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AuHSR Mini Conference - summaries and reflections

Updated: Jul 7

The Australian High Speed Rail Association's 2024 Mini-Conference drew a capacity audience at the Sydney Masonic Centre on the afternoon of 25th June.


Today I am pulling together some summaries of the presentations at the Conference.


Joe Langley, AuHSR Director


Joe offered the following summary:


The most memorable quote of the day came from Dr Garry Glazebrook from FastTrack Australia:


"If you always do what you've always done, you'll always get what you've always got".


Master of Ceremonies Tracey Holmes conducted the Conference like a well-tuned orchestra, seamlessly managing speaker presentations while drawing audience engagement into each session. After the main presentations, she skillfully guided the panel in responding to numerous questions from the audience.


Panel Discussion. Left to right: John Alexander, Graham Nelmes, Dr Garry Glazebrook, Professor Andrew McNaughton and Tracey Holmes


Keynote speaker Prof Andrew McNaughton shared pearls of wisdom across a range of topics, including:

  • Stakeholder consultation must be continuous and political consensus is essential at national, state and local levels.

  • Begin with a long-term strategy and build in stages to deliver early community and economic benefits.

  • HSR is rarely about very long distance services - large flows tend to be between cities which are 1-2 hours apart.

  • HSR allows people to remain in regional areas where housing, jobs, infrastructure and spare capacity already exist.


HSR Authority General Manager Graham Nelmes outlined some of the key characteristics guiding the Sydney to Newcastle Business Case team:

  • Trains will be designed to travel in excess of 250/kmh on dedicated, standalone track.

  • Target travel time is Sydney - Newcastle - 1 hr - and for later project stages:

    • Sydney - Canberra - 1½ hrs

    • Sydney - Melbourne and Sydney - Brisbane - 4 hrs

  • Australia will use existing HSR technology.

  • Local manufacturing of major components will be a key program benefit.


Dr Garry Glazebrook from FastTrack Australia outlined three options for integrating high speed trains, fast trains and existing rail lines servicing regional centres:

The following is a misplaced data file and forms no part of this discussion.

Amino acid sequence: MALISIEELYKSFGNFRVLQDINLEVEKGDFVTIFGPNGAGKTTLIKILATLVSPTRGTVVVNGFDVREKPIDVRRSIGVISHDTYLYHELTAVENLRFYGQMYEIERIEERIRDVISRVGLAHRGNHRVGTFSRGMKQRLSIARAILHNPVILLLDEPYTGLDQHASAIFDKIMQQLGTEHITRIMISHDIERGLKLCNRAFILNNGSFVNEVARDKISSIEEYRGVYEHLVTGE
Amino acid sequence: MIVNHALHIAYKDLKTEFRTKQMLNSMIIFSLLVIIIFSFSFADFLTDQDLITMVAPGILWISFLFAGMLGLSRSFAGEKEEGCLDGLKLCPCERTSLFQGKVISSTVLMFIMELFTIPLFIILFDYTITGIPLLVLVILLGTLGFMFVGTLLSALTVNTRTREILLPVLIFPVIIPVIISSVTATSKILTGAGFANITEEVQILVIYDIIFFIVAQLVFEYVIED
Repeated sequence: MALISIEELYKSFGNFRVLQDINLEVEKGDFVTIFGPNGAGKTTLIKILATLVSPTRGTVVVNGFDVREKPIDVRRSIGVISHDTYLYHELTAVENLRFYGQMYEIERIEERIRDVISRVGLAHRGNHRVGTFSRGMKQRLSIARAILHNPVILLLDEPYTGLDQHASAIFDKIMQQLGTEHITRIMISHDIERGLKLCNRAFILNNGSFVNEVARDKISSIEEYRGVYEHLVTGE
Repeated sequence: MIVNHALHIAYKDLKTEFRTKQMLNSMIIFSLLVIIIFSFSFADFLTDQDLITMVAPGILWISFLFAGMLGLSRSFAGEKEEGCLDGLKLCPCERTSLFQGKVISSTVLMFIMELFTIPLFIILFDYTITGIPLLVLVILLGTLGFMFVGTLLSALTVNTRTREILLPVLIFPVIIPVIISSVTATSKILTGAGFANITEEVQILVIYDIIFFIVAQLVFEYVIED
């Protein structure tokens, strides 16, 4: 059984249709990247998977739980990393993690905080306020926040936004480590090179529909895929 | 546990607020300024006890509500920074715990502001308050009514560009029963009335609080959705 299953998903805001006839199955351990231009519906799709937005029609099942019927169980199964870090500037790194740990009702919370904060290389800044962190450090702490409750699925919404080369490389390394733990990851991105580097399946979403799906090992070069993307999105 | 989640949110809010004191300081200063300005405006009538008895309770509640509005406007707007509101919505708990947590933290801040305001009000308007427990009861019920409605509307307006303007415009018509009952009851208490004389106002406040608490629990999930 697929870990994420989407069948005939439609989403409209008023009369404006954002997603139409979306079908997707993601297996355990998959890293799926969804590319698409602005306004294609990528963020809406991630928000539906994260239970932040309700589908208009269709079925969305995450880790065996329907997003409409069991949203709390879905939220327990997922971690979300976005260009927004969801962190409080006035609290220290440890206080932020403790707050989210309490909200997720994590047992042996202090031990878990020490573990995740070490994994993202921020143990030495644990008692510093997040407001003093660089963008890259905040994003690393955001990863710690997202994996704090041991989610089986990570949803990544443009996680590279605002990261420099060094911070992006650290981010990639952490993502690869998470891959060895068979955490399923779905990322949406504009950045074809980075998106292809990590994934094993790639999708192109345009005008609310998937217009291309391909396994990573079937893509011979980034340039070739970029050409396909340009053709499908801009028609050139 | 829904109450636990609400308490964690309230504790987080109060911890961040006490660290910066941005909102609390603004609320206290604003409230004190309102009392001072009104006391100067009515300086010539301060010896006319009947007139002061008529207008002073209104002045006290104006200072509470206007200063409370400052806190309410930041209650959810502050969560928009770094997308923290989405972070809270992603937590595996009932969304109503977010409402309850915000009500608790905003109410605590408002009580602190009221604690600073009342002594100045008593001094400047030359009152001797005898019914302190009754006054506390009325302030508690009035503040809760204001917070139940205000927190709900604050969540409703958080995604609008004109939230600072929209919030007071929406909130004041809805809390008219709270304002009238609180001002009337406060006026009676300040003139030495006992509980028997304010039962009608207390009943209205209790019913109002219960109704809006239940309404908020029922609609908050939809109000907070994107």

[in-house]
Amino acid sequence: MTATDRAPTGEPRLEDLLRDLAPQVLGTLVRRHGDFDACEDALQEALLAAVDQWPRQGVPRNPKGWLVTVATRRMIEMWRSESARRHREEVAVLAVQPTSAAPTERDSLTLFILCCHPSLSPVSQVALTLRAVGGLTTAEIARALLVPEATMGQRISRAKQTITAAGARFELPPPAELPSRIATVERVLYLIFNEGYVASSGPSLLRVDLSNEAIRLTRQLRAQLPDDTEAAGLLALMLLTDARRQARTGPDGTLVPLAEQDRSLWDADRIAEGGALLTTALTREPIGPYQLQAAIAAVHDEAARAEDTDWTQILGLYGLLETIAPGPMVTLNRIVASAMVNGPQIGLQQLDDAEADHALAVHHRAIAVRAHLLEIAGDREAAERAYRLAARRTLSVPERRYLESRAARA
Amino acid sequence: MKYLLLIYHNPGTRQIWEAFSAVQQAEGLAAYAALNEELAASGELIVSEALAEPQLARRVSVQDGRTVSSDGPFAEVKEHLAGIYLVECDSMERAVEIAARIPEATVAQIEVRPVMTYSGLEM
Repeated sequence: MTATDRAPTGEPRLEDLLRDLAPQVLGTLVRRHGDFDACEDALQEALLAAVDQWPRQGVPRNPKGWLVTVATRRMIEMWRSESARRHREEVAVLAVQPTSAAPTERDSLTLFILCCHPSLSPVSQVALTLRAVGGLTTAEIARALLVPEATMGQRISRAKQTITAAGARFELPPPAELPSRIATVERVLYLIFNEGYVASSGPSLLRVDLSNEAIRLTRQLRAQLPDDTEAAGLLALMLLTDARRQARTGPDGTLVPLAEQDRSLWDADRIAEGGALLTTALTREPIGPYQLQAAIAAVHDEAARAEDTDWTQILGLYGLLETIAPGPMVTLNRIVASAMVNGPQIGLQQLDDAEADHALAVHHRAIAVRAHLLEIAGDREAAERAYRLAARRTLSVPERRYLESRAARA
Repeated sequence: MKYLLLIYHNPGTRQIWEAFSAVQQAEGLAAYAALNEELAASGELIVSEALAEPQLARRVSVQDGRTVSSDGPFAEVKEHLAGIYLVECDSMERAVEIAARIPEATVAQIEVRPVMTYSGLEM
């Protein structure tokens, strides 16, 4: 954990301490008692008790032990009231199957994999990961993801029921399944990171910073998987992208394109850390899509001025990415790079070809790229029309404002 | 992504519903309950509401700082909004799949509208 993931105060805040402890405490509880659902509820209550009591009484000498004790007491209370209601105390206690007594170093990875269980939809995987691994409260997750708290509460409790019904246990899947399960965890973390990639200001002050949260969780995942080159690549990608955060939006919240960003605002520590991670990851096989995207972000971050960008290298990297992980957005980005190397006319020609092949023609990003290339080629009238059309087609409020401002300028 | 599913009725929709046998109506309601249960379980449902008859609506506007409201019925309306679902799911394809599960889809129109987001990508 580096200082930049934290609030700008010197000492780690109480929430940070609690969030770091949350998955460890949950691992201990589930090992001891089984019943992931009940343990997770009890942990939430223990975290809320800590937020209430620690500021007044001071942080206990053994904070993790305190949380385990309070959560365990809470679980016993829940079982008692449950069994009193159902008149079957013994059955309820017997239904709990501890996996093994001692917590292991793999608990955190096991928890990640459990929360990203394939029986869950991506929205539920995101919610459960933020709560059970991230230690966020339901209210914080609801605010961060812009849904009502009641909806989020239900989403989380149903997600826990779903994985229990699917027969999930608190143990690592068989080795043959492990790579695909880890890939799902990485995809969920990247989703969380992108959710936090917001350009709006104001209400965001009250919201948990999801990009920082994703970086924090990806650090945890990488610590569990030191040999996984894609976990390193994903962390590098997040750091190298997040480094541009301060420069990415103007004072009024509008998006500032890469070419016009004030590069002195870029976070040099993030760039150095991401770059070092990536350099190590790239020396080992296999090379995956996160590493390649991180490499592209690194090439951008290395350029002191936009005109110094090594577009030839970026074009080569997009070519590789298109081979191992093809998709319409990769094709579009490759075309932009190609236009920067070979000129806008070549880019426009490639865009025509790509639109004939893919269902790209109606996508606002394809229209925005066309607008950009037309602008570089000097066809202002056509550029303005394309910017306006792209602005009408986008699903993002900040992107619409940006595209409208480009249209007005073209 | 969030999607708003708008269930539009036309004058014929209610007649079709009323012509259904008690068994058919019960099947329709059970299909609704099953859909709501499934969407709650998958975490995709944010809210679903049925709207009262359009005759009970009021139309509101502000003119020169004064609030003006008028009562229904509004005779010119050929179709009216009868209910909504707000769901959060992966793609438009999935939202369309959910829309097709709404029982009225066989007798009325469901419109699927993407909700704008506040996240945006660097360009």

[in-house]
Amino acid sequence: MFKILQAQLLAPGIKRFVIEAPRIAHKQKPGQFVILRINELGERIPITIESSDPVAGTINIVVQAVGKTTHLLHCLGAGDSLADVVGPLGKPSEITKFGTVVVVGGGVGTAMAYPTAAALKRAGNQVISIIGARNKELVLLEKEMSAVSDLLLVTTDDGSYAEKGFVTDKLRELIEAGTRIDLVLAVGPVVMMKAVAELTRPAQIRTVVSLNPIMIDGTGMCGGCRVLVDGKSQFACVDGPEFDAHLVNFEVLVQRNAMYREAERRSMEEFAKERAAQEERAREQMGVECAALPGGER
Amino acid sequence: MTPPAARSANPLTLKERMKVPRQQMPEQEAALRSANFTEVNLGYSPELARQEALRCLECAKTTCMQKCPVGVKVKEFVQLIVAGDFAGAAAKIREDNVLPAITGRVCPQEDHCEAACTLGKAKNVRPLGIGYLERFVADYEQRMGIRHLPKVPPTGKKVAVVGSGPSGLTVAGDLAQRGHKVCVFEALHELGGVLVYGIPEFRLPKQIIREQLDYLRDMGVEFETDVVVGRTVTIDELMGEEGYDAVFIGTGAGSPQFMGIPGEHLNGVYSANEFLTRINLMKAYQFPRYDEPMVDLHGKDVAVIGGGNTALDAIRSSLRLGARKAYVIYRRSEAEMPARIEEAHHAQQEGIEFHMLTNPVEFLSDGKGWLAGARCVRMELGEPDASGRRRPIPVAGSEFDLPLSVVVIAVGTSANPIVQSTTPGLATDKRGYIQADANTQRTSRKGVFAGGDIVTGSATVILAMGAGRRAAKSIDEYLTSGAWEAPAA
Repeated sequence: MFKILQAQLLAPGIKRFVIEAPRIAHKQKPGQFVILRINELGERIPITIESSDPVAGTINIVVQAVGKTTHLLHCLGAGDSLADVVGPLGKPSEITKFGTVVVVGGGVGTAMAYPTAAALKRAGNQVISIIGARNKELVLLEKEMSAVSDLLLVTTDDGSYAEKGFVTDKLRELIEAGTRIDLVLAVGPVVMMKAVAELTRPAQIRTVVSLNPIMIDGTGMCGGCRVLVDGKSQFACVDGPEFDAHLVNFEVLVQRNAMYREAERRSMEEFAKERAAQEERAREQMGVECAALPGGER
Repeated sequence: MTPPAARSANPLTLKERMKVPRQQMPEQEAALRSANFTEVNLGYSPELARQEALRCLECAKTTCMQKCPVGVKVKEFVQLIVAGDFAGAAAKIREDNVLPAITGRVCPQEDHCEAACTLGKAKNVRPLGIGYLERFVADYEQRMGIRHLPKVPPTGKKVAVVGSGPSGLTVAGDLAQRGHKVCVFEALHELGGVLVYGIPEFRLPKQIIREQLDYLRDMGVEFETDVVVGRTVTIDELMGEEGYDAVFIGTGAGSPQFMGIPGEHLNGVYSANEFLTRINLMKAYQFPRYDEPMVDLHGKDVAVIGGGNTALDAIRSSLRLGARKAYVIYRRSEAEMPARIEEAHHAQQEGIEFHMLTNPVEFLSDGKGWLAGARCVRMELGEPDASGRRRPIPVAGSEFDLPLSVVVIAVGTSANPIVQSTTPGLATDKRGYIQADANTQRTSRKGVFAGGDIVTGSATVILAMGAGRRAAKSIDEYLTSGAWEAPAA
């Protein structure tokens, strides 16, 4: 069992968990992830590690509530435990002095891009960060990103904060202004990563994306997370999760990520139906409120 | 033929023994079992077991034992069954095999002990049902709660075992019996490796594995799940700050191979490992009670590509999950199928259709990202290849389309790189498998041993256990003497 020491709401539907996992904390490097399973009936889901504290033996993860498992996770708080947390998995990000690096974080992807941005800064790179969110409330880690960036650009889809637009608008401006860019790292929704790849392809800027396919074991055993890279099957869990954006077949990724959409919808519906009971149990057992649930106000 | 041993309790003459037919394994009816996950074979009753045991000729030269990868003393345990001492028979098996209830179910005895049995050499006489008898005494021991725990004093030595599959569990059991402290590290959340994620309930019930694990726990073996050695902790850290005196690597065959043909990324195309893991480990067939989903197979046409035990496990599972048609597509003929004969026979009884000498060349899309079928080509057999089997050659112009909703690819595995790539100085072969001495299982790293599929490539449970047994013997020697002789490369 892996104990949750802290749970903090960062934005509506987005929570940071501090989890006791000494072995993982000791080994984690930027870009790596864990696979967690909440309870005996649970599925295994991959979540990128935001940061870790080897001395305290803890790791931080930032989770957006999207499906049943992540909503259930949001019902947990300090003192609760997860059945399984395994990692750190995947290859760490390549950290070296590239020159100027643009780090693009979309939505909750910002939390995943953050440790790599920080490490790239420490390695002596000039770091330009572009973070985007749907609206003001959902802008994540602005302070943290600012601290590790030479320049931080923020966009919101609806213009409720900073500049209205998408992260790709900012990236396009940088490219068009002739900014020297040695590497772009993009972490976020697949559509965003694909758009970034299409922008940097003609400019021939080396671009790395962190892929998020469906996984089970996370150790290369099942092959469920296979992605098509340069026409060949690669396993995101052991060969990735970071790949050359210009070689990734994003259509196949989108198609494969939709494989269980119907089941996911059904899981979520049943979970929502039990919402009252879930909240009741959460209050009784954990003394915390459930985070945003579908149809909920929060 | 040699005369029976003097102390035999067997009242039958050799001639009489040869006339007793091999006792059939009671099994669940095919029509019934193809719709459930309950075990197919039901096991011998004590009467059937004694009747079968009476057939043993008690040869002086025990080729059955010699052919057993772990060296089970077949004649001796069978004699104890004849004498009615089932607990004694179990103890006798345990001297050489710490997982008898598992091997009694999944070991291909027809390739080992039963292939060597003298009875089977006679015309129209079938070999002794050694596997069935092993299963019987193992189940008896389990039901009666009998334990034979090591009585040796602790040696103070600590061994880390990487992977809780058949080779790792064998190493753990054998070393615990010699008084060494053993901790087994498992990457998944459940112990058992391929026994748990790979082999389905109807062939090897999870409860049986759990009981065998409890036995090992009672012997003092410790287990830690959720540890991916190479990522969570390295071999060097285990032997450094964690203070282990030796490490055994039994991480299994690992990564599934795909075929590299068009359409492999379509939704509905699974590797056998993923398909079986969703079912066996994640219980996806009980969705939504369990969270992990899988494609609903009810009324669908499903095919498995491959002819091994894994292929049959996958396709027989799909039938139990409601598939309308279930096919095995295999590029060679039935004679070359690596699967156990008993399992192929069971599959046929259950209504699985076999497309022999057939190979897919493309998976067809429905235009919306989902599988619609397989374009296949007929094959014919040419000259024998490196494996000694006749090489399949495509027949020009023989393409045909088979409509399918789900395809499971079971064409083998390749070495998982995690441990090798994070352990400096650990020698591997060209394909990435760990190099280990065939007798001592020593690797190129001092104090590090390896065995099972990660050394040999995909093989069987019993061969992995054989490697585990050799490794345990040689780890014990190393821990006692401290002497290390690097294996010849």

• Separated - a new line serving HSR and fast trains on new tracks with new stations outside of existing regional centres.

  • Parallel - a new line serving HSR and fast trains, running parallel to existing low speed lines and new stations in some regional centres.

  • Interlined - express HSR line serving HSR and fast trains, with fast trains travelling on existing low speed lines into existing regional centres.



These integrated options depart from the standalone approach used in Japan and China, as well as the approach being investigated by the HSR Authority for Australia. Integrated rail networks have been successfully developed in Europe. They provide some advantages over standalone HSR networks and should be considered for Australia.


Shishir Saxena


Shishir posted a summary which he has kindly allowed AuHSR to republish here:


Fantastic to attend the Australia High-Speed Rail (HSR) Association’s Mini-Conference hosted by Joe Langley and Damien Ottaviano.


The conference included a great selection of speakers, who reinforced that investment in HSR can:

1) unlock significant socio-economic value for Australia’s regions,

2) improve location choice and housing affordability by levelling settlement patterns more evenly between mega-cities and regions,

3) contribute to net zero targets by enabling mode shift at a radical scale, and

4) produce more equitable outcomes across geographies.


The speakers reiterated that:

  • Investment in HSR needs to be staged. Funding aside, securing appropriate skills to deliver will be a challenge.

  • If decision-making and focus was based merely on BCRs, then the business case may only stack up if ten trains operated an hour. That will most certainly not be the case on day one. The focus needs to be broader, i.e. on unlocking value - and not just value for today’s generation, but value for the future.

  • Importantly, the conference emphasised that HSR and air-services between Sydney – Melbourne and Brisbane, can co-exist. The two modes serve very distinct markets. Whilst air routes connect the mega-cities directly, HSR will enable connectivity between regions and the mega-cities.